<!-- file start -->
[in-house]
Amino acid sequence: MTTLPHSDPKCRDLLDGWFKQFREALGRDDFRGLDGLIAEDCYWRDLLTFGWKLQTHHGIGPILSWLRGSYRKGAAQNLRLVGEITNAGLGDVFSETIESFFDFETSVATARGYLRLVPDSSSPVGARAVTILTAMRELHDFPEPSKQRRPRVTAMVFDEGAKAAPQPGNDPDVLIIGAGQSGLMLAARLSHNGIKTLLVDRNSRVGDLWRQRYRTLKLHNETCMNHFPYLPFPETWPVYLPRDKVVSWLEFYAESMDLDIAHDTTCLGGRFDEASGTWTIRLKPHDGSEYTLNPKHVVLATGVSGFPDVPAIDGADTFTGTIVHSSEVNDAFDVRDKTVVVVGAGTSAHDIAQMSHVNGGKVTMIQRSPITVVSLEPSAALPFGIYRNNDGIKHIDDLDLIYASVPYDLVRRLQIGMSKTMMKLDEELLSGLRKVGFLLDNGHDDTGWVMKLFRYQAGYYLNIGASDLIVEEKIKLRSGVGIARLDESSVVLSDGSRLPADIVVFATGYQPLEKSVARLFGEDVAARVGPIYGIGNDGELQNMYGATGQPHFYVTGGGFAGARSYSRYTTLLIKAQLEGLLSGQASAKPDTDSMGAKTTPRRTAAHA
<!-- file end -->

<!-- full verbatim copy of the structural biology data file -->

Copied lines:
[in-house]
Amino acid sequence: MTTLPHSDPKCRDLLDGWFKQFREALGRDDFRGLDGLIAEDCYWRDLLTFGWKLQTHHGIGPILSWLRGSYRKGAAQNLRLVGEITNAGLGDVFSETIESFFDFETSVATARGYLRLVPDSSSPVGARAVTILTAMRELHDFPEPSKQRRPRVTAMVFDEGAKAAPQPGNDPDVLIIGAGQSGLMLAARLSHNGIKTLLVDRNSRVGDLWRQRYRTLKLHNETCMNHFPYLPFPETWPVYLPRDKVVSWLEFYAESMDLDIAHDTTCLGGRFDEASGTWTIRLKPHDGSEYTLNPKHVVLATGVSGFPDVPAIDGADTFTGTIVHSSEVNDAFDVRDKTVVVVGAGTSAHDIAQMSHVNGGKVTMIQRSPITVVSLEPSAALPFGIYRNNDGIKHIDDLDLIYASVPYDLVRRLQIGMSKTMMKLDEELLSGLRKVGFLLDNGHDDTGWVMKLFRYQAGYYLNIGASDLIVEEKIKLRSGVGIARLDESSVVLSDGSRLPADIVVFATGYQPLEKSVARLFGEDVAARVGPIYGIGNDGELQNMYGATGQPHFYVTGGGFAGARSYSRYTTLLIKAQLEGLLSGQASAKPDTDSMGAKTTPRRTAAHA